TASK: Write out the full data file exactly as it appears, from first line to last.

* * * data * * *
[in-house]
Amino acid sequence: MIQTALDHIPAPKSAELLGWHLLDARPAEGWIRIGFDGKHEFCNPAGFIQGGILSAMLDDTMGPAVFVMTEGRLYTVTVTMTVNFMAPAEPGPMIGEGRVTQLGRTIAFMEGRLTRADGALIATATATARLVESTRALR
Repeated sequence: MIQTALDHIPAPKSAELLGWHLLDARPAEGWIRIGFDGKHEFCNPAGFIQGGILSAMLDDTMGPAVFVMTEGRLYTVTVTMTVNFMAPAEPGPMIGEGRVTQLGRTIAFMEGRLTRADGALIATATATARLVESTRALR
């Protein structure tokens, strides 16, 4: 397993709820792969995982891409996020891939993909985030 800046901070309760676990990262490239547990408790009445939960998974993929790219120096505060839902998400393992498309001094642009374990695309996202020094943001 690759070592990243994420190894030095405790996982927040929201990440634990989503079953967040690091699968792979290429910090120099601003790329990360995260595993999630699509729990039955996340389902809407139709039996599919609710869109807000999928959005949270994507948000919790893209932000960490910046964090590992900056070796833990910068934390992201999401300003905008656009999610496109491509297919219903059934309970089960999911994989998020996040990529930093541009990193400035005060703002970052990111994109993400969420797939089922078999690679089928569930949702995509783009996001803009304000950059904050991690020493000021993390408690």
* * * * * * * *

[in-house]
Amino acid sequence: MIQTALDHIPAPKSAELLGWHLLDARPAEGWIRIGFDGKHEFCNPAGFIQGGILSAMLDDTMGPAVFVMTEGRLYTVTVTMTVNFMAPAEPGPMIGEGRVTQLGRTIAFMEGRLTRADGALIATATATARLVESTRALR
Repeated sequence: MIQTALDHIPAPKSAELLGWHLLDARPAEGWIRIGFDGKHEFCNPAGFIQGGILSAMLDDTMGPAVFVMTEGRLYTVTVTMTVNFMAPAEPGPMIGEGRVTQLGRTIAFMEGRLTRADGALIATATATARLVESTRALR
């Protein structure tokens, strides 16, 4: 397993709820792969995982891409996020891939993909985030 800046901070309760676990990262490239547990408790009445939960998974993929790219120096505060839902998400393992498309001094642009374990695309996202020094943001 690759070592990243994420190894030095405790996982927040929201990440634990989503079953967040690091699968792979290429910090120099601003790329990360995260595993999630699509729990039955996340389902809407139709039996599919609710869109807000999928959005949270994507948000919790893209932000960490910046964090590992900056070796833990910068934390992201999401300003905008656009999610496109491509297919219903059934309970089960999911994989998020996040990529930093541009990193400035005060703002970052990111994109993400969420797939089922078999690679089928569930949702995509783009996001803009304000950059904050991690020493000021993390408690």